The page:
There seems to be two forms of the conditional statement in predicate logic.
$$\forall x\,(P(x)\Rightarrow Q(x))$$
$$(\forall x\in S)\Rightarrow Q(x)$$
Are these equivalent? I'm a bit confused in the second form because It looks like $Q(x)$ is an open sentence however I know that this is just the universal statement:
$$(\forall x\in S)Q(x)$$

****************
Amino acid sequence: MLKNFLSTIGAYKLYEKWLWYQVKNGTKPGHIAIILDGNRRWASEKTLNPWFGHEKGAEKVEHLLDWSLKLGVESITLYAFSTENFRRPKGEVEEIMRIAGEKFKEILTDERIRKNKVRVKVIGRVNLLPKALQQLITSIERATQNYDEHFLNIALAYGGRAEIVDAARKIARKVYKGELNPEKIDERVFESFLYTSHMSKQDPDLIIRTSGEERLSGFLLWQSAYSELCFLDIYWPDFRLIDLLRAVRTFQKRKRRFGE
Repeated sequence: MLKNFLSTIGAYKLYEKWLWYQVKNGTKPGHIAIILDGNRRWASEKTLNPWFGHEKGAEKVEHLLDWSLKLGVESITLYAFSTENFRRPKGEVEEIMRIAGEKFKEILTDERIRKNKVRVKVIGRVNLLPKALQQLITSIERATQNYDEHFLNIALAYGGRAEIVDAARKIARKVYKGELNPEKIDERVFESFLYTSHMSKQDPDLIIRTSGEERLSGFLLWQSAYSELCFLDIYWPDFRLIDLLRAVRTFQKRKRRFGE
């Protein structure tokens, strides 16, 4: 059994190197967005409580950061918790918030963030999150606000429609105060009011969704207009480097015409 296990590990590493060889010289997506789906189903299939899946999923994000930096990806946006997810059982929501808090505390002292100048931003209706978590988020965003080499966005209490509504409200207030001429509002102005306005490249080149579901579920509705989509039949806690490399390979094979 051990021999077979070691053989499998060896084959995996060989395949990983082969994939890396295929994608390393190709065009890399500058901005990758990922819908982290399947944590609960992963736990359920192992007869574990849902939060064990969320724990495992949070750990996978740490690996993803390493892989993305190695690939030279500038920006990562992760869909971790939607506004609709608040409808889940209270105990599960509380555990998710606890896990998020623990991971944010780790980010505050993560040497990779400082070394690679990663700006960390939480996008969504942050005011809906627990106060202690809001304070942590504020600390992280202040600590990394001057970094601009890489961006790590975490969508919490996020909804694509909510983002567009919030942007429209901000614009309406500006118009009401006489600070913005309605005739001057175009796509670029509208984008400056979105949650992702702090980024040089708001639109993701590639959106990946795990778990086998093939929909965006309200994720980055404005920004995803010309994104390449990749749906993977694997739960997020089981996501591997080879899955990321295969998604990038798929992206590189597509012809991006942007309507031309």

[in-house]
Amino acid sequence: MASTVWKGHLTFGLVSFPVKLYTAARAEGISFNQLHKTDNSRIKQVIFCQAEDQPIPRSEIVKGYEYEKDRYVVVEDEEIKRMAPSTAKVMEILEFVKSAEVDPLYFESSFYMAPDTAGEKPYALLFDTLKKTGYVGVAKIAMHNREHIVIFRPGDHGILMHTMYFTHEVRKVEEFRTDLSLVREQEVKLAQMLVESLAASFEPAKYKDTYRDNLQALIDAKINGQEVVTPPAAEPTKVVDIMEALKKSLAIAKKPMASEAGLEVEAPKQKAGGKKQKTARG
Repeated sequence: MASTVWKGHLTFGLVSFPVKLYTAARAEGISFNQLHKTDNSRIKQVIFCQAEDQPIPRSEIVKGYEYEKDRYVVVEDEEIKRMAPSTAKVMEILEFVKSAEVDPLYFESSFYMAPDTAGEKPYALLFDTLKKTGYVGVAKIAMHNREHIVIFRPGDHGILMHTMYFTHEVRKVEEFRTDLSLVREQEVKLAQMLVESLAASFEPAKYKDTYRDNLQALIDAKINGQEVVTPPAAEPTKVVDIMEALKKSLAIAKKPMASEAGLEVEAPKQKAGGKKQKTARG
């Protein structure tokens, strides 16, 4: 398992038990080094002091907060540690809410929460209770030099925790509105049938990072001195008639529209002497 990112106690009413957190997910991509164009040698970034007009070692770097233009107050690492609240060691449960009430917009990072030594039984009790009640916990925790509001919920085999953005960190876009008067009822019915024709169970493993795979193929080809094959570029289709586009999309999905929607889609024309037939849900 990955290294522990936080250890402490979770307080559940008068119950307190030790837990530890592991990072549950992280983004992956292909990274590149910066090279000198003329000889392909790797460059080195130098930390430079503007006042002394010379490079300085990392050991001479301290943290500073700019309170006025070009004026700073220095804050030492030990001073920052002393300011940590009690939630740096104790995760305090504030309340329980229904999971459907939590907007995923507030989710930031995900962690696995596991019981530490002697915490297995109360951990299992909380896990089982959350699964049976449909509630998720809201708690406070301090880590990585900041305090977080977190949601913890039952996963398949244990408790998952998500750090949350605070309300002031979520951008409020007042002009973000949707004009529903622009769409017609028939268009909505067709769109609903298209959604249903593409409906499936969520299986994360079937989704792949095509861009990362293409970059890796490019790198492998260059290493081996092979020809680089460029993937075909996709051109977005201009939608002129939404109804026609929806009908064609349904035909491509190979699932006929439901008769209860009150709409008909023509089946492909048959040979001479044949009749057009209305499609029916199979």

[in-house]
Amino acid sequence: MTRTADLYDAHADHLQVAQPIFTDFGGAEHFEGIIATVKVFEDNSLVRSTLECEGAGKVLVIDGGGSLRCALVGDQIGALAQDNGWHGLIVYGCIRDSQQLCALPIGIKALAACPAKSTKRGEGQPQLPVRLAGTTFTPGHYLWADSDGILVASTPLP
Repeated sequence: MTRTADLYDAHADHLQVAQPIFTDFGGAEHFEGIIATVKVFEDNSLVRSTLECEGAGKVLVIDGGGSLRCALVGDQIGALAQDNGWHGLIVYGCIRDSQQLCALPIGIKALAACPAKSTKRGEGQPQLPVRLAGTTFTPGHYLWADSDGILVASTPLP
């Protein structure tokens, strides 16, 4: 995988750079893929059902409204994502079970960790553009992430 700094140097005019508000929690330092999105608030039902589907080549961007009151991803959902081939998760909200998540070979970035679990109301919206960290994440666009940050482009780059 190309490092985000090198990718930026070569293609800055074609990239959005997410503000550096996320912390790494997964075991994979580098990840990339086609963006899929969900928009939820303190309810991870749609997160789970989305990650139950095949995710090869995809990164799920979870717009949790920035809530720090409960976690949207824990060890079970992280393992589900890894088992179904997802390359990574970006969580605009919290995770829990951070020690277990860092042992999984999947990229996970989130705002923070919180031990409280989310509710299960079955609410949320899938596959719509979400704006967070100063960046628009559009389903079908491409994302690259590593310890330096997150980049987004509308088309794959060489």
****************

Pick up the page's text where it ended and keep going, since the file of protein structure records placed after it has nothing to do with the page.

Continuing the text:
albeit written more explicitly. Are these two statements the same? Is the scope different? If the scope is restricted, or if they are not the same, what is their difference? To me the first says "for every $x$, if $x$ is $P(x)$ then $x$ is a $Q(x)$" and the second says "for every $x$ that is a $P(x)$, aforementioned $x$ is a $Q(x)$". Is more presupposed in this case?